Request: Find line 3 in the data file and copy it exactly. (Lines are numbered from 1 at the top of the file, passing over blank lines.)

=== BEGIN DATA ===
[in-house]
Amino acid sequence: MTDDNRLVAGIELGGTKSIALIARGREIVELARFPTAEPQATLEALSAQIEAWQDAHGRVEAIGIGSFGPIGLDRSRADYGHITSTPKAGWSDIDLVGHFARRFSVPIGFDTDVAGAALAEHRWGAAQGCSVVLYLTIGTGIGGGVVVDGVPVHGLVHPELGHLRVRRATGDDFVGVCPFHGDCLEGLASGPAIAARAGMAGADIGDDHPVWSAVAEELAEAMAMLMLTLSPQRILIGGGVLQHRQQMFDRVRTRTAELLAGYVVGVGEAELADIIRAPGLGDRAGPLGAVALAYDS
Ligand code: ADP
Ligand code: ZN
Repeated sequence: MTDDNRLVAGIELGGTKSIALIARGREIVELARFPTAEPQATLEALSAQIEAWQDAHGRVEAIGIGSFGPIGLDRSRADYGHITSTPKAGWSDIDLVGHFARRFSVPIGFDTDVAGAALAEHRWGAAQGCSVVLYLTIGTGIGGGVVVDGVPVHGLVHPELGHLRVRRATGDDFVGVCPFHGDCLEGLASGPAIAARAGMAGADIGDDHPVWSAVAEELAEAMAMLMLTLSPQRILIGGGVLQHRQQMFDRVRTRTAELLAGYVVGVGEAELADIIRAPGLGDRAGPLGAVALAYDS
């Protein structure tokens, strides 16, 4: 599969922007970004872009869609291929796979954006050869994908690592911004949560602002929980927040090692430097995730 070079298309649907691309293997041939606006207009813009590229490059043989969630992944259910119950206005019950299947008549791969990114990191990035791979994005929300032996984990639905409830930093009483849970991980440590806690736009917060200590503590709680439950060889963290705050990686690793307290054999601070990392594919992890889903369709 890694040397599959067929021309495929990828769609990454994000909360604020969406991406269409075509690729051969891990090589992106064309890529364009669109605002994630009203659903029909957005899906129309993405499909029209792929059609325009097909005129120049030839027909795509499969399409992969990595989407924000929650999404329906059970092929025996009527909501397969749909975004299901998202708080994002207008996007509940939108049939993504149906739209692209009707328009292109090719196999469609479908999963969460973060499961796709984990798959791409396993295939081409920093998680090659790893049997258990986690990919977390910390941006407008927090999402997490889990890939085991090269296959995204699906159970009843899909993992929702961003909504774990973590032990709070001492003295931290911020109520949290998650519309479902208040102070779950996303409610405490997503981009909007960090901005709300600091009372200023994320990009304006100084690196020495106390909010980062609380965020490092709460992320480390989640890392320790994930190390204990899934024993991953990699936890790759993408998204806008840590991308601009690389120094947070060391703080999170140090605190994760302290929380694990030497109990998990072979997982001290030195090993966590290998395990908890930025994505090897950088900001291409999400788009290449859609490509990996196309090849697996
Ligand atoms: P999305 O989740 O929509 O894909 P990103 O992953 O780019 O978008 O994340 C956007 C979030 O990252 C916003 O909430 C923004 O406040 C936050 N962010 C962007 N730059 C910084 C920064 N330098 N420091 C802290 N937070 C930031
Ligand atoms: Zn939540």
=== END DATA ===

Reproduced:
Ligand code: ADP